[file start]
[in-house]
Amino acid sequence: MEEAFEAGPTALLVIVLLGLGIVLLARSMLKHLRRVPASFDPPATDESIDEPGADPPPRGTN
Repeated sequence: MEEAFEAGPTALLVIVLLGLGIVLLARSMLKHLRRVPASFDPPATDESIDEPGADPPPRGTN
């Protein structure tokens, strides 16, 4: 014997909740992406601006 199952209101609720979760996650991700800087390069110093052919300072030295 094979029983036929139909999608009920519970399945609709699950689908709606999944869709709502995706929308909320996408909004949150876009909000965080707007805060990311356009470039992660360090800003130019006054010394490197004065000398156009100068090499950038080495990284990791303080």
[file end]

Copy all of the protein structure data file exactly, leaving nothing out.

[in-house]
Amino acid sequence: MEEAFEAGPTALLVIVLLGLGIVLLARSMLKHLRRVPASFDPPATDESIDEPGADPPPRGTN
Repeated sequence: MEEAFEAGPTALLVIVLLGLGIVLLARSMLKHLRRVPASFDPPATDESIDEPGADPPPRGTN
């Protein structure tokens, strides 16, 4: 014997909740992406601006 199952209101609720979760996650991700800087390069110093052919300072030295 094979029983036929139909999608009920519970399945609709699950689908709606999944869709709502995706929308909320996408909004949150876009909000965080707007805060990311356009470039992660360090800003130019006054010394490197004065000398156009100068090499950038080495990284990791303080």